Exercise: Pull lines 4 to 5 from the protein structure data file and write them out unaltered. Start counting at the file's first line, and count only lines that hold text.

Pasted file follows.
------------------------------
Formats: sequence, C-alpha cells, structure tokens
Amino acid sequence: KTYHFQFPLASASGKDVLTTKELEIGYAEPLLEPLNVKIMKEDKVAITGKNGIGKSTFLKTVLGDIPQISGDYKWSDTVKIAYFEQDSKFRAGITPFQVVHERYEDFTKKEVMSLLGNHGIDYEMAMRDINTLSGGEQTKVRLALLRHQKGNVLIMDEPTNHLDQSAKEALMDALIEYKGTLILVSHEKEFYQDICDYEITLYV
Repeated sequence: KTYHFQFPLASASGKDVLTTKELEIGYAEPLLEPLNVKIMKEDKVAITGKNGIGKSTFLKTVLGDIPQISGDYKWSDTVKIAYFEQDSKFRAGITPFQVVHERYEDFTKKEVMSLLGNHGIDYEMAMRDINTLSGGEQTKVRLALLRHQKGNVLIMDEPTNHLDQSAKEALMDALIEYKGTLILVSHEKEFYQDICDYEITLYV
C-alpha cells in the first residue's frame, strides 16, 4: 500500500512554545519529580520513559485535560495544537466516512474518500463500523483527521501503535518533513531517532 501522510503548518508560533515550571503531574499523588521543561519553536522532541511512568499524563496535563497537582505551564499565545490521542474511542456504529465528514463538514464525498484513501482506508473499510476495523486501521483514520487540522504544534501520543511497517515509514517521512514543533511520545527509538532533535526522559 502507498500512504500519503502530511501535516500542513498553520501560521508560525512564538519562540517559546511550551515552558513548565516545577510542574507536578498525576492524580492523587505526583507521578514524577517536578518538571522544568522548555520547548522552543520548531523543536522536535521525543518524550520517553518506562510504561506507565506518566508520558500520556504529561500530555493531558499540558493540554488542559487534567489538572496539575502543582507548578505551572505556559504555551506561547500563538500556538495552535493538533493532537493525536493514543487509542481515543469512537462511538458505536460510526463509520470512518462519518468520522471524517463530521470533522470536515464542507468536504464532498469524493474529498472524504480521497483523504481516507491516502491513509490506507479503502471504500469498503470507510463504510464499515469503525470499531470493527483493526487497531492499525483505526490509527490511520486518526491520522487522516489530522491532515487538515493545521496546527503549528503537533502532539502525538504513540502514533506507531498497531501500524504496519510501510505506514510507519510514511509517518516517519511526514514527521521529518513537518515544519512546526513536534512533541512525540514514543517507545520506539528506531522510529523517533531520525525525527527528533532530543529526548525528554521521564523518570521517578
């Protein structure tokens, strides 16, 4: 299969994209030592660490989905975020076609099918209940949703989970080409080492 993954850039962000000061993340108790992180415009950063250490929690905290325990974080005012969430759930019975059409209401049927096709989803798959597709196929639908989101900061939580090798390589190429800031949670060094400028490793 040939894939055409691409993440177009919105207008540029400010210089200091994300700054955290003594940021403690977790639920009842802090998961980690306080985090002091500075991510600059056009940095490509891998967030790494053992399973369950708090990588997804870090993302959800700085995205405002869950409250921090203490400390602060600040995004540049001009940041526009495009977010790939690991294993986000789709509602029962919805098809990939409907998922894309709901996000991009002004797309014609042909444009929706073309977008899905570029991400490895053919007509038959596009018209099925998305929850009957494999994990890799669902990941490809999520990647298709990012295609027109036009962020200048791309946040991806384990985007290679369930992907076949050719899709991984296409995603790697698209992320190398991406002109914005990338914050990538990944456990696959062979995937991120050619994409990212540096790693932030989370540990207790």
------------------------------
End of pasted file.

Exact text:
C-alpha cells in the first residue's frame, strides 16, 4: 500500500512554545519529580520513559485535560495544537466516512474518500463500523483527521501503535518533513531517532 501522510503548518508560533515550571503531574499523588521543561519553536522532541511512568499524563496535563497537582505551564499565545490521542474511542456504529465528514463538514464525498484513501482506508473499510476495523486501521483514520487540522504544534501520543511497517515509514517521512514543533511520545527509538532533535526522559 502507498500512504500519503502530511501535516500542513498553520501560521508560525512564538519562540517559546511550551515552558513548565516545577510542574507536578498525576492524580492523587505526583507521578514524577517536578518538571522544568522548555520547548522552543520548531523543536522536535521525543518524550520517553518506562510504561506507565506518566508520558500520556504529561500530555493531558499540558493540554488542559487534567489538572496539575502543582507548578505551572505556559504555551506561547500563538500556538495552535493538533493532537493525536493514543487509542481515543469512537462511538458505536460510526463509520470512518462519518468520522471524517463530521470533522470536515464542507468536504464532498469524493474529498472524504480521497483523504481516507491516502491513509490506507479503502471504500469498503470507510463504510464499515469503525470499531470493527483493526487497531492499525483505526490509527490511520486518526491520522487522516489530522491532515487538515493545521496546527503549528503537533502532539502525538504513540502514533506507531498497531501500524504496519510501510505506514510507519510514511509517518516517519511526514514527521521529518513537518515544519512546526513536534512533541512525540514514543517507545520506539528506531522510529523517533531520525525525527527528533532530543529526548525528554521521564523518570521517578
């Protein structure tokens, strides 16, 4: 299969994209030592660490989905975020076609099918209940949703989970080409080492 993954850039962000000061993340108790992180415009950063250490929690905290325990974080005012969430759930019975059409209401049927096709989803798959597709196929639908989101900061939580090798390589190429800031949670060094400028490793 040939894939055409691409993440177009919105207008540029400010210089200091994300700054955290003594940021403690977790639920009842802090998961980690306080985090002091500075991510600059056009940095490509891998967030790494053992399973369950708090990588997804870090993302959800700085995205405002869950409250921090203490400390602060600040995004540049001009940041526009495009977010790939690991294993986000789709509602029962919805098809990939409907998922894309709901996000991009002004797309014609042909444009929706073309977008899905570029991400490895053919007509038959596009018209099925998305929850009957494999994990890799669902990941490809999520990647298709990012295609027109036009962020200048791309946040991806384990985007290679369930992907076949050719899709991984296409995603790697698209992320190398991406002109914005990338914050990538990944456990696959062979995937991120050619994409990212540096790693932030989370540990207790």